Thursday, 21 March 2013 - 12:06 PM EDTName: "Cao Xueqin"
thank you for speaking out, L. there aren't easy answers but the more aware folks are of the troubling questions the better.
anthro historical sidenote: i wonder how much we really know about what the native americans of brooklyn and queens diets were like? not that they could be replicated but...
Monday, 21 October 2013 - 10:46 AM EDTName: "Michael "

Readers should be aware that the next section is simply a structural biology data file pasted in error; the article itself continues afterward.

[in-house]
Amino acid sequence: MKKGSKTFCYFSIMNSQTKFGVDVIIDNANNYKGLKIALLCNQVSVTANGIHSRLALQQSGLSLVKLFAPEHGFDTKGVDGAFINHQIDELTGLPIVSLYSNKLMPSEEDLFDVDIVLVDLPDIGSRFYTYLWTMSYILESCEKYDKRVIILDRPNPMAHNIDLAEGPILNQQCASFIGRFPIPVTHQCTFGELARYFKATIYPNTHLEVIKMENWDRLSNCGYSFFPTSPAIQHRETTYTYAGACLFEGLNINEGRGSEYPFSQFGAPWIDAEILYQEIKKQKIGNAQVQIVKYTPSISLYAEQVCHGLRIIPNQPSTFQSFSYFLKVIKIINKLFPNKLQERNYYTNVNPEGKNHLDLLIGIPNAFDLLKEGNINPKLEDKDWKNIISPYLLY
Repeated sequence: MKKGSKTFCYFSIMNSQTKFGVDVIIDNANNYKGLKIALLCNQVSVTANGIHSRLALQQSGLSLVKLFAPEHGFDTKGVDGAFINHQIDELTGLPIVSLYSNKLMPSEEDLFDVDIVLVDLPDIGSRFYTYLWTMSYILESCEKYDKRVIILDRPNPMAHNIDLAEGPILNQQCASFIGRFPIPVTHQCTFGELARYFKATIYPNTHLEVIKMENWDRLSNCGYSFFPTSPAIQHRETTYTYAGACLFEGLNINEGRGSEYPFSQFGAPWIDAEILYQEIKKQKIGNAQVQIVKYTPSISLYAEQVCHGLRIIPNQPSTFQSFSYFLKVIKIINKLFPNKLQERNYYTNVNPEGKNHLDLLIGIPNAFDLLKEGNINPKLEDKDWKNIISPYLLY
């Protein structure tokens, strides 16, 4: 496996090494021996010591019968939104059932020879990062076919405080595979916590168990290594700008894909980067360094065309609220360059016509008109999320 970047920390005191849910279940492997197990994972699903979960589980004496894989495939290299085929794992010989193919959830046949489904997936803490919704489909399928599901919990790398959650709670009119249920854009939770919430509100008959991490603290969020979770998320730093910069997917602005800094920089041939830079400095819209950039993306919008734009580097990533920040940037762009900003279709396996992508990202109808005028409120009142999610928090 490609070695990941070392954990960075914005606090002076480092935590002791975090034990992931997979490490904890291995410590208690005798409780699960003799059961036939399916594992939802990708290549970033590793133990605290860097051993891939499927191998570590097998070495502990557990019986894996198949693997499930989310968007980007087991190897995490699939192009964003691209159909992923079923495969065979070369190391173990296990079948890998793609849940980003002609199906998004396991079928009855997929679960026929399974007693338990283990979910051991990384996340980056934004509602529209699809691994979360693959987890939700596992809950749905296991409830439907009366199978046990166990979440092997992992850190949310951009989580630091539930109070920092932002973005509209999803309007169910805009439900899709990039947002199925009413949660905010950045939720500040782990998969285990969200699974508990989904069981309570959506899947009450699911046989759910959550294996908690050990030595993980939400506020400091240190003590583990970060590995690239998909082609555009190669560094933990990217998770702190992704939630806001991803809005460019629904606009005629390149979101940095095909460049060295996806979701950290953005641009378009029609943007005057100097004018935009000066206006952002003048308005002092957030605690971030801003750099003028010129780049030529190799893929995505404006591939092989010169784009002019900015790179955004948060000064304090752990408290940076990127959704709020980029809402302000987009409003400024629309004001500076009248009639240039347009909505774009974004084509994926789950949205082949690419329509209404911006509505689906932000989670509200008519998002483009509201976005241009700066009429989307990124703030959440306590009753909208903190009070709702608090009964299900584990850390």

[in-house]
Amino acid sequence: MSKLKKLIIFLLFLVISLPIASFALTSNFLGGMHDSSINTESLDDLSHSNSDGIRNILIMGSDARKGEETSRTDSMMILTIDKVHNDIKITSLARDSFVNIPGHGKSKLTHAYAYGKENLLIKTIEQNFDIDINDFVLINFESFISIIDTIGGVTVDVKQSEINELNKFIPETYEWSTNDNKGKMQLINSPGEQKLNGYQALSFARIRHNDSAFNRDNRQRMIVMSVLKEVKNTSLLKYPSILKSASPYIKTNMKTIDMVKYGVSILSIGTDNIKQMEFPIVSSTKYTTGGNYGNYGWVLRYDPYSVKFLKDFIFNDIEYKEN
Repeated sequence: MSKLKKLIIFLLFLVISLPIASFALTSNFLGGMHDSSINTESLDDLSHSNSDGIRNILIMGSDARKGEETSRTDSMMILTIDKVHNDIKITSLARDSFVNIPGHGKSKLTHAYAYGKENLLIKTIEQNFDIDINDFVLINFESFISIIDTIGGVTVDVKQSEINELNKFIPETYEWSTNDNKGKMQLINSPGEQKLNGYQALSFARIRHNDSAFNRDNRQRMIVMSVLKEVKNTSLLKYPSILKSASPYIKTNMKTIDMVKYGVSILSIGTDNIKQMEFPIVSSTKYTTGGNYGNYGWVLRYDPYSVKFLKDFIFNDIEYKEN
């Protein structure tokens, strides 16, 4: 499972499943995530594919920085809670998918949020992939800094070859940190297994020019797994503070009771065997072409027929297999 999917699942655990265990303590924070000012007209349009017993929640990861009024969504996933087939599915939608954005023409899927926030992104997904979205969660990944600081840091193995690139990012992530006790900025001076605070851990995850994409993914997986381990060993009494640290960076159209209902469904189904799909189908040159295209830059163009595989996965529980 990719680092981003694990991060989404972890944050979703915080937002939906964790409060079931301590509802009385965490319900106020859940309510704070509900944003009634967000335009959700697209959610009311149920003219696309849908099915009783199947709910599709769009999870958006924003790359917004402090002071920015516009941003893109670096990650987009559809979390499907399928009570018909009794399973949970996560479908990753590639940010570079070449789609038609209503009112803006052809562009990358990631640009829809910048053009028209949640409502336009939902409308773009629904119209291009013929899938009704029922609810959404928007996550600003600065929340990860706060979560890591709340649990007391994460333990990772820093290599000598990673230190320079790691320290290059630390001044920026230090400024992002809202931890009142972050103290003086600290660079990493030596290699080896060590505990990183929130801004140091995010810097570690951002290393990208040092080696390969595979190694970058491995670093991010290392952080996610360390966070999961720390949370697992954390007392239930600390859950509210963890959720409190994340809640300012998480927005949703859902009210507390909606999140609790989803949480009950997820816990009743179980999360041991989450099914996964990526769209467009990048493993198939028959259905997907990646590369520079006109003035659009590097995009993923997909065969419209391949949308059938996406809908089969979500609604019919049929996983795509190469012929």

I thought I'd chime in about the pet food issue raised in this months-old post. Over here, we're committed to a vegetarian (sometimes vegan) diet for a lot of the reasons you mention, and yet we don't feel bad at all about giving our little dog, Pinky, as much lamb-based dog food as she can eat. The thinking is that since most dog (and cat, I think) food is made from waste products that are the result of other people's bad habit of meat consumption, we're just making the best of a bad situation: what Pinky eats would all get tossed into the incinerator if it didn't make its way to her dish. Of course, maybe the profitability of a secondary dog food market makes manufactures continue wasteful practices, but who knows. Nevertheless, little Pinky, unlike her human friends, is quite a picky eater and doesn't have much of a taste for much beyond that which can be striped from the bone. Given that domesticated dogs (and perhaps cats too) are the result of centuries of human intervention, and that they don't exactly have much to say about their lot in life (especially those found in a shelter), I'm not sure if I would feel super great about not giving her the fleshy treats she love so much. Sure, we get pleasure from having a dog around the house, but for me there's also a question of the duty that we have to a species that we've evolved to be largely dependent on us. I'm sure there are a lot of other ways to think about it, but for us, this seems to make some margin of sense.